The horrific Ash Wednesday bushfires on February 16, 1983, had a devastating impact on South Australia and Victoria. Tuesday marked the 38th anniversary of the day when over 180 fires broke out on one of the worst fire days in a century.
The Ash Wednesday bushfires were some of the deadliest fires in Australian history. A total of 75 lives were lost throughout South Australia and Victoria.
Over 3000 buildings were destroyed and approximately 208,000ha of land was burnt in South Australia and approximately 210,000ha in Victoria. The fires began in the Adelaide Hills and were fanned by 110kph winds. It was hot and the region was in severe drought.
Born and bred Tarpeena local Shirley Little remembered her experience with the Ash Wednesday bushfires, which swept through Tarpeena and claimed 24 buildings and one life. “On the morning of Ash Wednesday, we sort of knew that something was going to happen,” she said. “It was just a build-up of many months of everything being so dry.
“When you walked on the grass, it was crunching under your feet, it was so brittle.” The morning of the fires, Ms Little took one of her daughters to school and went to work at her mother’s post office, where she said there was tension amongst residents. “Every person that came in said, ‘I do not like today’,” she said.
When the out-of-control fire took a turn towards Tarpeena, Ms Little picked her daughter up from school, gathered their belongings and pets and drove to the Tarpeena Football Oval where many people took refuge. “When I was coming down the road, there was so much smoke and it was like driving in the dark,” she said.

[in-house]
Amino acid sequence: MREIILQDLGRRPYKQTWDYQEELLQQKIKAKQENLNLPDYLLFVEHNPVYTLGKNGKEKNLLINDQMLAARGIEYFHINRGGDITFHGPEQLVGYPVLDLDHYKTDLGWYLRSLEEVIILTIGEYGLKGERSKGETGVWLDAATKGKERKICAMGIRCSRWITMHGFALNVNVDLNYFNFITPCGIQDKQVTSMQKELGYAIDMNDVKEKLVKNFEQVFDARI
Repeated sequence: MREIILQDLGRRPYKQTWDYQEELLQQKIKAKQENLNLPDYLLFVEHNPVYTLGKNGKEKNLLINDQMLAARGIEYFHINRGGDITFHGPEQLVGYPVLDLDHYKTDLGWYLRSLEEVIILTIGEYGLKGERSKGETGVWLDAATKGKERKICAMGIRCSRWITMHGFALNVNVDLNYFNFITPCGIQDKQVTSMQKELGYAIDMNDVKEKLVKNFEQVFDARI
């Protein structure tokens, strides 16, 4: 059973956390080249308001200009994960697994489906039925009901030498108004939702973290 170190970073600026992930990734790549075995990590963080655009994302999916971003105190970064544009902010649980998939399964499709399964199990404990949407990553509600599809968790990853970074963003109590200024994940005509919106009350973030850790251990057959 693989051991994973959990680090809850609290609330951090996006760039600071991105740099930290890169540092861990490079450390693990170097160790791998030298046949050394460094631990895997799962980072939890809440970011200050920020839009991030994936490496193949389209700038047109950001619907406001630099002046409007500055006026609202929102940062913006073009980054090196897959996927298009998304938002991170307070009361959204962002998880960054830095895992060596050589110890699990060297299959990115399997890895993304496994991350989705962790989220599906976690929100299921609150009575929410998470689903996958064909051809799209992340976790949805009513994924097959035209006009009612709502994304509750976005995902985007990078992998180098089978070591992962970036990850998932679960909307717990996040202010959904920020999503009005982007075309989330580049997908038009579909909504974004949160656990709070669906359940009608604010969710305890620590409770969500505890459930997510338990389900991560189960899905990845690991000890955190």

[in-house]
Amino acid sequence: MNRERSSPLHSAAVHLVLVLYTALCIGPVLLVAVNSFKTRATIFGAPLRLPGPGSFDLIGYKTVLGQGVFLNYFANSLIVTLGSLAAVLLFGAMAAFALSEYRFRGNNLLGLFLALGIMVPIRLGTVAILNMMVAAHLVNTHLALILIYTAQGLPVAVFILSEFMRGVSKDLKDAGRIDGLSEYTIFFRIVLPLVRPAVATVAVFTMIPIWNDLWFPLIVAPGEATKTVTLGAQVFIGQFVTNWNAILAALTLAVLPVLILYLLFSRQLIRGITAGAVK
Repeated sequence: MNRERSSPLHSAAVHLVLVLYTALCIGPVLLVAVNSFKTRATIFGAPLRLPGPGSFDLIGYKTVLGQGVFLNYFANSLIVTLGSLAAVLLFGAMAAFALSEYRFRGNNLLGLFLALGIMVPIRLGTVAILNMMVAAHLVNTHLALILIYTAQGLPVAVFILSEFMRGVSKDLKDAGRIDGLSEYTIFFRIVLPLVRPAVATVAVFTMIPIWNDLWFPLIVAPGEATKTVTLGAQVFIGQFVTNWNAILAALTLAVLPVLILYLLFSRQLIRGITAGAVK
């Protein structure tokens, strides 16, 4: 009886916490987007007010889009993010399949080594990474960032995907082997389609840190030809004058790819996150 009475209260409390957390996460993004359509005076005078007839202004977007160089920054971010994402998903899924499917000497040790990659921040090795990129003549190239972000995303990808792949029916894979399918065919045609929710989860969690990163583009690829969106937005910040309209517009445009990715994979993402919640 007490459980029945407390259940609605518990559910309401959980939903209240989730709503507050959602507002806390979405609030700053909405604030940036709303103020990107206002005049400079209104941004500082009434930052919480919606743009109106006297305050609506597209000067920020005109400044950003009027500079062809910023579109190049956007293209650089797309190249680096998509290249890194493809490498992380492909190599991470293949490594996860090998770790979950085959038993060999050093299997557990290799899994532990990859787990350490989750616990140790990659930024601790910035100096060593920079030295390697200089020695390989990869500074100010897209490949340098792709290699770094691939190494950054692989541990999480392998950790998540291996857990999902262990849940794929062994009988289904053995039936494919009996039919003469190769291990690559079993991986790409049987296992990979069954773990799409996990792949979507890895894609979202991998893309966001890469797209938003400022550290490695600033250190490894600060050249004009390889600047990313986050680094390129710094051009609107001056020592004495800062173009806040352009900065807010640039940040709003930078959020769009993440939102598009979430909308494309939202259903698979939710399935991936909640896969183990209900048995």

“It really was terrifying.” The fire went through Tarpeena at around 4.30pm. Ms Little said fireballs flew overhead, but the CFS kept everything under control. “We just sat there and waited for it to come and go,” she said.
Ms Little said after the fire, everything was quiet. “I suppose there were no birds, a lot of the livestock was burnt,” she said. “So it was very quiet, it was a bit eerie I suppose.” The town was devastated.
“The people of Tarpeena rallied around each other,” she said. “A lot of former Tarpeena people were getting in touch through the hotel or post office saying they wanted to donate or help.”
Tarpeena formed a committee to help the town get back on its feet and the Tarpeena Bushfire Fund was formed. Ms Little was on this committee and said people generously donated money and household items, the Tarpeena hall was opened and the Salvation Army donated clothes.
Ms Little said they were fortunate to have lost more buildings than lives. “It could have been a lot worse,” she said. “We were not as affected in that way as Kalangadoo, Lucindale and places like that. “People that lost family, it’s just devastating for them.” Ms Little said any sight of smoke and fire was still frightening.
“You do not get over it, you do not forget,” she said. “I’m hoping it never ever happens again.”